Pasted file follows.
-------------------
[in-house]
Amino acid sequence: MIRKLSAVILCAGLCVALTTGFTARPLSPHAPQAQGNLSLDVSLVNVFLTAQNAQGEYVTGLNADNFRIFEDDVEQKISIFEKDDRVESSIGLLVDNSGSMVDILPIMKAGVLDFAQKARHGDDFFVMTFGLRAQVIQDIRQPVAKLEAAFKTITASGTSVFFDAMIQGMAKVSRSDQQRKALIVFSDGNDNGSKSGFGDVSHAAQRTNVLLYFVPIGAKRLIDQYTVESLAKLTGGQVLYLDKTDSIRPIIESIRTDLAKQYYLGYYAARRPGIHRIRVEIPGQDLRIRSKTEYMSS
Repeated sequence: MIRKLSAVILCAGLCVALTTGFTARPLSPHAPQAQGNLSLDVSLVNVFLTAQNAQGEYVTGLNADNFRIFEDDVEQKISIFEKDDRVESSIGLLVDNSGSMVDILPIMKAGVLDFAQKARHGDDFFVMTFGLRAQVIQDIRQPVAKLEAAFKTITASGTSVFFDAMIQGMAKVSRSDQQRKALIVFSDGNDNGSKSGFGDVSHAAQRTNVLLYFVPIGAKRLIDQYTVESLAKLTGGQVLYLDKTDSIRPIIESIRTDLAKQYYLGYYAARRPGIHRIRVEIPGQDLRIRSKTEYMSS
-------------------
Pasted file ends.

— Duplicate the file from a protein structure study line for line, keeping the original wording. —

[in-house]
Amino acid sequence: MIRKLSAVILCAGLCVALTTGFTARPLSPHAPQAQGNLSLDVSLVNVFLTAQNAQGEYVTGLNADNFRIFEDDVEQKISIFEKDDRVESSIGLLVDNSGSMVDILPIMKAGVLDFAQKARHGDDFFVMTFGLRAQVIQDIRQPVAKLEAAFKTITASGTSVFFDAMIQGMAKVSRSDQQRKALIVFSDGNDNGSKSGFGDVSHAAQRTNVLLYFVPIGAKRLIDQYTVESLAKLTGGQVLYLDKTDSIRPIIESIRTDLAKQYYLGYYAARRPGIHRIRVEIPGQDLRIRSKTEYMSS
Repeated sequence: MIRKLSAVILCAGLCVALTTGFTARPLSPHAPQAQGNLSLDVSLVNVFLTAQNAQGEYVTGLNADNFRIFEDDVEQKISIFEKDDRVESSIGLLVDNSGSMVDILPIMKAGVLDFAQKARHGDDFFVMTFGLRAQVIQDIRQPVAKLEAAFKTITASGTSVFFDAMIQGMAKVSRSDQQRKALIVFSDGNDNGSKSGFGDVSHAAQRTNVLLYFVPIGAKRLIDQYTVESLAKLTGGQVLYLDKTDSIRPIIESIRTDLAKQYYLGYYAARRPGIHRIRVEIPGQDLRIRSKTEYMSS